There is a real joy in seeing artifacts from around the world, especially First Nations peoples, and we can learn so much about connecting to a deep sense of magic and animism. I want to remind audiences that we too are a curious bunch in this cosmopolitan city, with such an incredible diversity that is our strength.
The second invitation is for audiences to take a moment to reflect on their own lives as they spend time looking at the lives of others. So the exhibition space is designed around a central table and a simple yet poignant activity pack that allows you to design your own life scroll.
This is an invitation to take a moment, to reflect, to consider and to imagine a bird’s eye view on your journey through life.
We don’t often give ourselves such opportunities when we are too busy surviving and striving!
What mediums do you enjoy working in and why?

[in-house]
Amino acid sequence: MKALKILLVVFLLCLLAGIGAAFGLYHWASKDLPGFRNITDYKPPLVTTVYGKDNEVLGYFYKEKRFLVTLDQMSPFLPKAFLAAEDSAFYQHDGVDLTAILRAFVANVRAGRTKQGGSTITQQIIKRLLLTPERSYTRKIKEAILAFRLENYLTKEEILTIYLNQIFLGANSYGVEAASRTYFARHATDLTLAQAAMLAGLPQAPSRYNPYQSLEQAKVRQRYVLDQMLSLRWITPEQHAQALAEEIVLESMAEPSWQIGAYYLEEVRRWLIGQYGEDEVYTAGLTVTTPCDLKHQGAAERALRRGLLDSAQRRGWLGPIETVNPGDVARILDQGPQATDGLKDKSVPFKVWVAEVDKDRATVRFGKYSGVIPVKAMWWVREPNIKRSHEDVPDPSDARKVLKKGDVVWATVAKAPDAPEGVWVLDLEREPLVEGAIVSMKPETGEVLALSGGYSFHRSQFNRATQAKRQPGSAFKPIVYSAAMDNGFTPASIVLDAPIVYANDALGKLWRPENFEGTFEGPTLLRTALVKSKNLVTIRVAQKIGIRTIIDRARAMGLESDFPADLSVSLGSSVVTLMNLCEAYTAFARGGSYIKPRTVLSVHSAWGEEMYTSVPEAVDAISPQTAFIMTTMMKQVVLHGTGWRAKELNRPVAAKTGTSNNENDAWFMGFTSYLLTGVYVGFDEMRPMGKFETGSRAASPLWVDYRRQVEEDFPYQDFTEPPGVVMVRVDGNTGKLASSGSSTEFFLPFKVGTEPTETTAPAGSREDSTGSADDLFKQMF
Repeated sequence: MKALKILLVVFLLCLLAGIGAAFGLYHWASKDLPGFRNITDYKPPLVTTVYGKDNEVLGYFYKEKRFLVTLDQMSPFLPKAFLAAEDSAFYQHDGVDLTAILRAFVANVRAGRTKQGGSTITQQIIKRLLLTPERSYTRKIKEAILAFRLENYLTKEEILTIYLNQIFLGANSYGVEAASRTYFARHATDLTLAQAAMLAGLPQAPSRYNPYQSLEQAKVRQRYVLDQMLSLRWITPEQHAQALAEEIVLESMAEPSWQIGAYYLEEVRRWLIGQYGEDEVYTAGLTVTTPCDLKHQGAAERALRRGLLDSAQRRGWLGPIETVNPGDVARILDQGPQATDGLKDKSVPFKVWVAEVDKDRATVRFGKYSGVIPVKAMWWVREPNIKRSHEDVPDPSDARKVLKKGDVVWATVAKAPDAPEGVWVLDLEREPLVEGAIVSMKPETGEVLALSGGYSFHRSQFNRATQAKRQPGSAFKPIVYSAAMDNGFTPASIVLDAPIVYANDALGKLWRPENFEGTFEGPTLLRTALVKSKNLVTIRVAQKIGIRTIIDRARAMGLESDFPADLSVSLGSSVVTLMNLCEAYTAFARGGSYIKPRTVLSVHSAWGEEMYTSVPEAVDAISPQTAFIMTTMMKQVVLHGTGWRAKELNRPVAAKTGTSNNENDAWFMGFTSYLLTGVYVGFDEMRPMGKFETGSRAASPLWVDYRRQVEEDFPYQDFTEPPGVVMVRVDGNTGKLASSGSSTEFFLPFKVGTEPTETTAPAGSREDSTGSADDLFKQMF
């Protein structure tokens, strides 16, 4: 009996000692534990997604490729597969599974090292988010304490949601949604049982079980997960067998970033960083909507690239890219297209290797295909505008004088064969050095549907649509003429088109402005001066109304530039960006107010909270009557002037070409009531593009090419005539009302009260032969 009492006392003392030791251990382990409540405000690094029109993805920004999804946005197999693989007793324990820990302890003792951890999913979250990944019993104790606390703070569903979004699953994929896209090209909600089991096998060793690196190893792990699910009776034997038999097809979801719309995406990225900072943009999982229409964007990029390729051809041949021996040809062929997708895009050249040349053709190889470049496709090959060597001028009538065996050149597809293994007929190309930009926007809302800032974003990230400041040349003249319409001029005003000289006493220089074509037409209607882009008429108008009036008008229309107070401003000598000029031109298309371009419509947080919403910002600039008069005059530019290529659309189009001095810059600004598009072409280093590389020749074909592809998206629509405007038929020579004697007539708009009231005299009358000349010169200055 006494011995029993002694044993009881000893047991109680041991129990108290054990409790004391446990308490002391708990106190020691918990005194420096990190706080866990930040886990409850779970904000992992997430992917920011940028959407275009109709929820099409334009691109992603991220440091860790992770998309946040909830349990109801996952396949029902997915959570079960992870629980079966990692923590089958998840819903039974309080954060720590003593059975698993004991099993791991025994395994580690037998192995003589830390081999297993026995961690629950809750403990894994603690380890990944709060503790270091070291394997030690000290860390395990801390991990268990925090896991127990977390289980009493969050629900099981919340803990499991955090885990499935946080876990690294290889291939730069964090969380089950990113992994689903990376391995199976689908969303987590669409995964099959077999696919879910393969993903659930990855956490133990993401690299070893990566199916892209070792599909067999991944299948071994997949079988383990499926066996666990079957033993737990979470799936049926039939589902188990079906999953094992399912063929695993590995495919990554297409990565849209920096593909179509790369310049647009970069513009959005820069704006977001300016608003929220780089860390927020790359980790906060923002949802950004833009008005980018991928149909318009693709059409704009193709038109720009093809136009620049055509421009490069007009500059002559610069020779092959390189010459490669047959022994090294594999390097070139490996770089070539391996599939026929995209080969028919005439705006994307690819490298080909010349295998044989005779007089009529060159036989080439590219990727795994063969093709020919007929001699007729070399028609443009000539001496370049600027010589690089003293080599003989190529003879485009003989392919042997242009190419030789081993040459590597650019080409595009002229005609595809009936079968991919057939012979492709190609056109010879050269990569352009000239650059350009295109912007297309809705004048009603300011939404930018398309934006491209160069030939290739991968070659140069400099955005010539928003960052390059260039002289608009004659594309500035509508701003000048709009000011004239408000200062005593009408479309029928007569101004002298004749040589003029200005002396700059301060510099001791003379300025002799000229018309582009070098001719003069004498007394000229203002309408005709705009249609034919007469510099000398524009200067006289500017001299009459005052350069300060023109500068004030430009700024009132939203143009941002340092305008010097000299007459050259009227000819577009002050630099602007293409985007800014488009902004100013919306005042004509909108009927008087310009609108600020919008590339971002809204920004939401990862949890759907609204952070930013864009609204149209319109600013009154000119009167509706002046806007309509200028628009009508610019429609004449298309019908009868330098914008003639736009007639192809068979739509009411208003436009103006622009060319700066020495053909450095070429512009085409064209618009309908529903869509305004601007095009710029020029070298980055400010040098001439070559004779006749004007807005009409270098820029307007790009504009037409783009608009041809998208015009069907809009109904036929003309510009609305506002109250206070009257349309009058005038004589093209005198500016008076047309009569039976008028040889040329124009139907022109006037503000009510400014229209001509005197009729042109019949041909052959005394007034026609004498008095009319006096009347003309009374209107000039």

I have specialised in a combination of forms.
I tend to work site-responsively; this means that I take into consideration the physical site where the artwork may be happening and also the social context around it. Generally, I create installations and sometimes these can include performances. I love spoken word, song, creative movement, and folk.
My main medium is working with people, so you will find that central to my work tends to be others, not myself. I’m sure we could sit in a café and chat all day about our personal lives, but when I make work I am most interested in sharing and exploring the lives of others rather than my own. This is because I consider cultural production the best way we can know ourselves as a society, and the responsibility of the artist is to give that voice over to others, especially those who could really benefit from a platform.